And for the record , I helped work on Mike's book and it happens to be excellent. There was no reason for you to say what you said as you have not read it other than to try to upset him. Not cool.
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« Reply #108 on: February 01, 2013, 01:51:50 AM »

See that's what it is, some people have no regard behind the keyboard. I am a real person with real feelings and this is my job. I happen to know a lot about the 1967-75 era because I asked the right people the right questions. If a Brian Wilson who is very on tells you about what he liked in the late sixties about the group, you are going to trust that. When you have a dozen people backing you up on the era, then it becomes something you can deduce as fact. Myths die hard, truth is often more complex.

If somebody thinks Love You is the best LP of all time, more power to them. If someone likes it better than Pet Sounds great. I just don't like when people take a differing opinion and make it personal. I have worked nearly twenty years to make this a great book, I have been in the business for twenty years as I was first published at 15. Don't like my viewpoint, cool. Attack my career and you go over the line. You write anything people are going to get different things from it. I deduced something from a post and was attacked because they meant it another way. I am not a hostile person, but I must defend myself if someone gets personal.

I wouldn't expect if I misunderstood someone in real life they would attack my work. I was snippy back but I had a clear right to be. I treat it like I would real life. I am not going to start anything, but if someone is rude they will get a taste of it back. 
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« Reply #109 on: February 01, 2013, 02:43:48 AM »

Would the band and record label have ever allowed Love You to come out sounding like it did if 15 Big Ones hadn't been a hit?
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« Reply #110 on: February 01, 2013, 03:02:59 AM »

Some people certainly do see themselves as tough guys from behind their keyboards but back on topic...

Ther are some fine songs on Love You but also some terrible vocals and lyrics. A healthy Brian wouldn't have recorded the songs in that way and a healthy group wouldn't have agreed to release the album. Listening to the album is uncomfortable because it is obviously listening to the work of a troubled, mentally ill man.

Some people (I'm not suggesting the people who've posted in this thread) enjoy that aspect of Brian's career though. the mental health problems are more important than the music to some...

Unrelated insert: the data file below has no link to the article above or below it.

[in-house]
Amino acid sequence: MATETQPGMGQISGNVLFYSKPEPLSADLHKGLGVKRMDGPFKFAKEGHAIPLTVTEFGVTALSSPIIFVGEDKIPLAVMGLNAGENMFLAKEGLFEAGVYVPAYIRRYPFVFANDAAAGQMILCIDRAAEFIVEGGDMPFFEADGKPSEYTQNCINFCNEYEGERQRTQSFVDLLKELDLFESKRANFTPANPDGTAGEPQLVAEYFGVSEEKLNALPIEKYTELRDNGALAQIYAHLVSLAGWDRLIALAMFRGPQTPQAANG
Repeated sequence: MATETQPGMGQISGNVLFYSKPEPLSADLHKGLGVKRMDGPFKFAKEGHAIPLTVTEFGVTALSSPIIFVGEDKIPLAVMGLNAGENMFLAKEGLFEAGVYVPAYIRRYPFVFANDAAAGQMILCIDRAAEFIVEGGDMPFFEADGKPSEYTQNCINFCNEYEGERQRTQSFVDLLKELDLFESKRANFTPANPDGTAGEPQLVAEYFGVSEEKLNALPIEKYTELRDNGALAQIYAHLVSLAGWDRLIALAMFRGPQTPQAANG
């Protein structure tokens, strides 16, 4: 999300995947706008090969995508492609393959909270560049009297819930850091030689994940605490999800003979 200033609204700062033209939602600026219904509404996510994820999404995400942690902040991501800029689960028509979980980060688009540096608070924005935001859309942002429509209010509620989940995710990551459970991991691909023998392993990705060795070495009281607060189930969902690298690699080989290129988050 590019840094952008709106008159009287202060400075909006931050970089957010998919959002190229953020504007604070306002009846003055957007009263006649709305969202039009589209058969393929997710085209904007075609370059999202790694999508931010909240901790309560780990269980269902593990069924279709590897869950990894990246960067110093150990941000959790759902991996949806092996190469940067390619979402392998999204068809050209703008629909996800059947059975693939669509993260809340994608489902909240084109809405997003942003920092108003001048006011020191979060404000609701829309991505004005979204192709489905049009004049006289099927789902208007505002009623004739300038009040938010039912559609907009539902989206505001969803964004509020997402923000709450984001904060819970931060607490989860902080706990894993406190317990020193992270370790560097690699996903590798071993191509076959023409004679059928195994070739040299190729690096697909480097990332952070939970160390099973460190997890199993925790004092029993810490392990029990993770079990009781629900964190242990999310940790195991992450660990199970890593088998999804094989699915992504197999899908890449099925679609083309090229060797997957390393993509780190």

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« Reply #111 on: February 01, 2013, 03:12:58 AM »

 Nicko1234 I think you sumed up the flaws in the period well.
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Iron Horse-Apples
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« Reply #112 on: February 01, 2013, 03:40:31 AM »

We aren't talking about music history, the group got along with Brian and he with them for the most part during the late sixties. It wasn't this stealing the band thing. Brian again was unqiue, but even Pet Sounds wouldn't be what it is with the voices of the rest of the group. I never have seen Love You held up to Pet Sounds even once except this post.

I wasn't holding Love You up to Pet Sounds, or comparing them in any way. With that type of comprehension, I'm surprised you are an author.

I am. Love You is at least as good as Pet Sounds, and maybe better than it.

Andrew, all the times you've disagreed with me and peed me off have just evaporated into the ethos. Top man!

Some people certainly do see themselves as tough guys from behind their keyboards but back on topic...

Ther are some fine songs on Love You but also some terrible vocals and lyrics. A healthy Brian wouldn't have recorded the songs in that way and a healthy group wouldn't have agreed to release the album. Listening to the album is uncomfortable because it is obviously listening to the work of a troubled, mentally ill man.

Some people (I'm not suggesting the people who've posted in this thread) enjoy that aspect of Brian's career though. the mental health problems are more important than the music to some...

I think you're very much suggesting the people on this thread!

I love the lyrics on Love You. Completely unpretentiousness and honest, not to mention funny. Do you think these are a product of mental illness? I hear them more as a product of a man's bizarre sense of humour which connects well with my own. I love this album because I relate to it. And regarding the bad singing, I can hear past that. The arrangements are great, easily up there with his best work. This is why people like the album, not because of some strange kudos in liking music which is a product of mental illness.

I really feel this is Brian's most personal statement, and everything I love about his music is here in spades. I first heard it aged 16, knowing nothing about it, and bringing no preconceptions with me. It was immediately up there with Friends, Surfer Girl and Smiley Smile as one of my favourite Beach Boys albums. I really hate this insinuation that people only like this album because it's cool to say you like it.
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« Reply #113 on: February 01, 2013, 04:24:09 AM »

I wasn't holding Love You up to Pet Sounds, or comparing them in any way. With that type of comprehension, I'm surprised you are an author.

I am. Love You is at least as good as Pet Sounds, and maybe better than it.